When patients sleep on their backs — which happens to be the exact position used in operatory chairs — gravity pulls these tissues into the airway even more so. This can make it complicated for a patient to receive the correct amount of oxygen. These patients make it hard to suction since their tongue always pushes it out of the way. They are also the patients who fog your mouth mirror. Did you know that as an individual has an apneic episode (holding one's breathe for 10 seconds or longer), he or she will brux the mandible forward in an attempt to open the airway?
This poses the question: Which occurred first, the height of the teeth being worn down from a TMD issue and the jaw becomes displaced distally? Or, is it an individual not being able to breathe during sleep and bruxing to open the airway, which is causing wear on the teeth? Clinicians start the process of discovering the correct answer by asking the correct questions to patients. You can begin to educate them on a health ailment they may never known about otherwise. If you help them identify the ailment, you could potentially add years to their lives, save their lives, or get them out of pain.
Patients get tired of hearing, "You clench and grind your teeth." They've heard it from every dental professional they've seen. If they do it at night, they are not aware of it. They mentally prepare themselves to hear you say they need a night guard. "They are going to try to sell me on that big bulky thing that I know I can't wear, that my wife bought from here two years ago and she doesn't wear!"
Ask instead, "Has anyone ever asked you if you clench or grind?" You know they will say yes. However, don't respond. Your goal is to ask them enough questions, prompting them to inquire, "Why are you asking these questions?" This is when they are interested and ready to be educated.
Discuss the tori you see. I know instantly when I'm taking bitewings if there is an issue. I see the mandibular tori that are present. I will red flag them in my mind. When I later explain that I'm going to do an intraoral cancer screening and that I'm looking for any unusual lumps or bumps, then I bring the mandibular tori up. Patients don't like to hear that they have "lumps and bumps" in their mouths that are not normal! You assure them that they are not normal, that they are not a tumor or cancer, but that most people don't have them. Show them to the patient and point out how one is typically larger than the other.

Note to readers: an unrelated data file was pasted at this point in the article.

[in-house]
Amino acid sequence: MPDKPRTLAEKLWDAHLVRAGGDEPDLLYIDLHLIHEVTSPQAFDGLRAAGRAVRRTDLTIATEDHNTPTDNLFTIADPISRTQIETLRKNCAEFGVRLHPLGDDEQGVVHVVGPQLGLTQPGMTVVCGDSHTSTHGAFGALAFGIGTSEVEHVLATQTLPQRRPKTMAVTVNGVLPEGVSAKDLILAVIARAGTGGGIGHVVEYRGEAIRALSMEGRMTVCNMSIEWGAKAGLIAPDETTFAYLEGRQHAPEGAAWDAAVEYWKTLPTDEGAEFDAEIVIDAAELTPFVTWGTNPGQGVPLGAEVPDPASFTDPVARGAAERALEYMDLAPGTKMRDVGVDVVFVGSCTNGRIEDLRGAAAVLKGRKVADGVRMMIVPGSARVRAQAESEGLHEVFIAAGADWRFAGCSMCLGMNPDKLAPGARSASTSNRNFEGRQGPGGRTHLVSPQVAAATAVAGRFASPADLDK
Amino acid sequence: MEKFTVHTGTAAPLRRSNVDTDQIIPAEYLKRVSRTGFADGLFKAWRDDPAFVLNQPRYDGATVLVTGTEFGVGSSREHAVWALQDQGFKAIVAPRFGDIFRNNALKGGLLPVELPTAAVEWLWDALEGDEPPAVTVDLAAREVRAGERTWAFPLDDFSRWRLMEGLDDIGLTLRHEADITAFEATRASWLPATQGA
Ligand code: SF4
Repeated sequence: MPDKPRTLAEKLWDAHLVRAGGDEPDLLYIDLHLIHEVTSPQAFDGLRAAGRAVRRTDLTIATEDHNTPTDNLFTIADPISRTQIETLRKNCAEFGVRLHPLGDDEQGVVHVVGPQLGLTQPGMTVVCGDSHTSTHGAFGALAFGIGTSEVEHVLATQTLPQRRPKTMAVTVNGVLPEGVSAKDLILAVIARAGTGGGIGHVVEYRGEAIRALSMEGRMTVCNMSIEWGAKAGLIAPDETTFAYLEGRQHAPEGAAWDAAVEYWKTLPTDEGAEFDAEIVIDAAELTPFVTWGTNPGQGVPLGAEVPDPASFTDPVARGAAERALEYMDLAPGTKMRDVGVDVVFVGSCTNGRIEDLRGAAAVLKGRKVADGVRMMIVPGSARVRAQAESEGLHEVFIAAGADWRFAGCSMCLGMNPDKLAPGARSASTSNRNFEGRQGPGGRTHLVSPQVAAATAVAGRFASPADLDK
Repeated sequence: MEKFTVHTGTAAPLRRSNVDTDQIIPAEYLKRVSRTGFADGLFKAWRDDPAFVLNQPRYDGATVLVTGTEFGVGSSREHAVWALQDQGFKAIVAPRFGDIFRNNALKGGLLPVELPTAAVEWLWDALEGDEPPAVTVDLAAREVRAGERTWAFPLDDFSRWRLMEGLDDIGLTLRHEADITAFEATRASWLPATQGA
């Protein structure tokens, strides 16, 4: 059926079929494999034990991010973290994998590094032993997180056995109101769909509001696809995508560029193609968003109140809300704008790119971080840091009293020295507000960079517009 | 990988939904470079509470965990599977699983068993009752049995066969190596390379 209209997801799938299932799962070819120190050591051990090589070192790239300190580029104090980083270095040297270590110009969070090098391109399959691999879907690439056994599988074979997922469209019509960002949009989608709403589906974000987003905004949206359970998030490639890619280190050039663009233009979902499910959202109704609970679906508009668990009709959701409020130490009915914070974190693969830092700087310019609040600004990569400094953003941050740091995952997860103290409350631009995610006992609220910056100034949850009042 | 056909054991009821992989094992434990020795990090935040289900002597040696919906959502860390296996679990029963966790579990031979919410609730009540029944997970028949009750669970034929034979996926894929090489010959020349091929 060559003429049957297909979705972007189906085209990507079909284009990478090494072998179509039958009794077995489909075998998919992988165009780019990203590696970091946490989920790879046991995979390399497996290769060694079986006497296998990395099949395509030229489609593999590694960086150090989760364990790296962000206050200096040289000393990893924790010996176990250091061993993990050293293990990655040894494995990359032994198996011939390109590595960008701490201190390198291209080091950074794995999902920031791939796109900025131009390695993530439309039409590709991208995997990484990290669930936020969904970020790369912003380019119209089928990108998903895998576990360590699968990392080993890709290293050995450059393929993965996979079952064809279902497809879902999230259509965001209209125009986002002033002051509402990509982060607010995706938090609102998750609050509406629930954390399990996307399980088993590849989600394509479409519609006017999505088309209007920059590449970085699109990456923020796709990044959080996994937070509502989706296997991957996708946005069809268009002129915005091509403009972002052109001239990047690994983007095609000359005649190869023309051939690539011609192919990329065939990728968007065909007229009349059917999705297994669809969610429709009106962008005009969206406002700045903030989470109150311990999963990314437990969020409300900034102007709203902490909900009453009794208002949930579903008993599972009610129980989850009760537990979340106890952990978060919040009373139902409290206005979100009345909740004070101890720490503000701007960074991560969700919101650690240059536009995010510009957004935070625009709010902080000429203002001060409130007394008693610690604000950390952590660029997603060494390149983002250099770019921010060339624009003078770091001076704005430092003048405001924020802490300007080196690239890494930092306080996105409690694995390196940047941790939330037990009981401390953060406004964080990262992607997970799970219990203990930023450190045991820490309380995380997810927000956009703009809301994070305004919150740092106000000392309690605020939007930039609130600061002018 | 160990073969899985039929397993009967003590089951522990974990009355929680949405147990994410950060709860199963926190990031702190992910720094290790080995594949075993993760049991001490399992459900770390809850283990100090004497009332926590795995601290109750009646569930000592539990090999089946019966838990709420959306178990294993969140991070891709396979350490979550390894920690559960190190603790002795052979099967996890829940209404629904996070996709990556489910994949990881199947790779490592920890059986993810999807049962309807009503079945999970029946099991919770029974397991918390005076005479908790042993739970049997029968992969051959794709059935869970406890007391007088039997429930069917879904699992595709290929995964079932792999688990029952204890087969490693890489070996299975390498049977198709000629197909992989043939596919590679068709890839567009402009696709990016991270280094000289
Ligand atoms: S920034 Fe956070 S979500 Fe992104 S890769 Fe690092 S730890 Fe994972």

Continue to explain that these are typically an indication of clenching and grinding. This, in combination with the wear, is probably why past dental professionals have thought the patient clenches or grinds. Let the patient know that this is why one is larger than the other. The side that has the larger tori in the mouth is probably more out of balance and gets the majority of the pressure as clenching or grinding are occurring. Explain how tori are related to clenching and grinding. It is a protective measure of the body to keep the underlying root structure safe when excessive pressures are put onto the teeth. The pressures could be malocclusion, cross-bite, clenching, and/or grinding.
It is our job to figure out what causes it. Take an intraoral picture and explain that you will monitor the size at each appointment. For if they get larger, then we know it is something occurring currently. Again, these tori could be occurring from clenching and grinding. Is the patient doing it subconsciously during the day when stressed and causing TMJ disorders, or is it at night in an attempt to open the airway to breathe?
As you discuss this possibility of nighttime bruxing, start asking them questions about their sleep. Don't respond when they answer. Let them inquire why you are asking questions. Ask them, "Do you snore?" Snoring is the vibration of air trying to get past the tongue and the soft palate. The tongue falls to the back of the throat and the soft palate collapses, and the two will touch in the oral airway.
Ask if they toss and turn in their sleep? Again this is a protective measure that the body will use when an apneic episode occurs to wake the patient in an attempt to breathe. The body will awaken to toss and turn so that the patient is aroused enough to get oxygen once again and go to a better position to allow them to breathe.
Are they well rested in the morning when they awaken or do they feel as though they need to go back to bed? If patients are holding their breath for 10 seconds or longer up to 10 times an hour (definition of obstructive sleep apnea), the heart isn't receiving the oxygen rich blood that it needs. This can cause high blood pressure, strokes, and heart attacks — more of the red flags contained on the health history.
If the heart is constantly getting worn out, the individual isn't breathing, and they are constantly tossing and turning; they may be sleeping, but the body and mind are not getting rest. This will lead to an exhausted individual left with no energy throughout the day. They no longer exercise due to the lack of stamina and begin to snack on high fat and sugary foods to get energy, and then the weight gain begins. Do you see this vicious cycle?